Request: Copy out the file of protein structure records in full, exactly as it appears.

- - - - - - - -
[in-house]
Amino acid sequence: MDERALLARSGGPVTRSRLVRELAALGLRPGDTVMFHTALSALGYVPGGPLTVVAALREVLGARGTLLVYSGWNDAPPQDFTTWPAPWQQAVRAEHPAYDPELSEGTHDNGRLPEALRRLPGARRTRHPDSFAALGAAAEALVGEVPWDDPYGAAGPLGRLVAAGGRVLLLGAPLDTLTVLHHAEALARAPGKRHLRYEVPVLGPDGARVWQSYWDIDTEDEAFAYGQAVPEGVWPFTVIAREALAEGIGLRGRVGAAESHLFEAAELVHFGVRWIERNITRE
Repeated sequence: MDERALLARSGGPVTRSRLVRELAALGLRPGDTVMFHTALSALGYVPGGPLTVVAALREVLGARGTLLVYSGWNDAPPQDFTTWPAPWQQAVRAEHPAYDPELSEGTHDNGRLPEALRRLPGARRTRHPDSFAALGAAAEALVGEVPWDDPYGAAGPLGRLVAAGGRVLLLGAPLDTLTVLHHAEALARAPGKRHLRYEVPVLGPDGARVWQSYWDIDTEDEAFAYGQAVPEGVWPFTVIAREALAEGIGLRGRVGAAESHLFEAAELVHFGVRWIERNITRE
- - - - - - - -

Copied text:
[in-house]
Amino acid sequence: MDERALLARSGGPVTRSRLVRELAALGLRPGDTVMFHTALSALGYVPGGPLTVVAALREVLGARGTLLVYSGWNDAPPQDFTTWPAPWQQAVRAEHPAYDPELSEGTHDNGRLPEALRRLPGARRTRHPDSFAALGAAAEALVGEVPWDDPYGAAGPLGRLVAAGGRVLLLGAPLDTLTVLHHAEALARAPGKRHLRYEVPVLGPDGARVWQSYWDIDTEDEAFAYGQAVPEGVWPFTVIAREALAEGIGLRGRVGAAESHLFEAAELVHFGVRWIERNITRE
Repeated sequence: MDERALLARSGGPVTRSRLVRELAALGLRPGDTVMFHTALSALGYVPGGPLTVVAALREVLGARGTLLVYSGWNDAPPQDFTTWPAPWQQAVRAEHPAYDPELSEGTHDNGRLPEALRRLPGARRTRHPDSFAALGAAAEALVGEVPWDDPYGAAGPLGRLVAAGGRVLLLGAPLDTLTVLHHAEALARAPGKRHLRYEVPVLGPDGARVWQSYWDIDTEDEAFAYGQAVPEGVWPFTVIAREALAEGIGLRGRVGAAESHLFEAAELVHFGVRWIERNITRE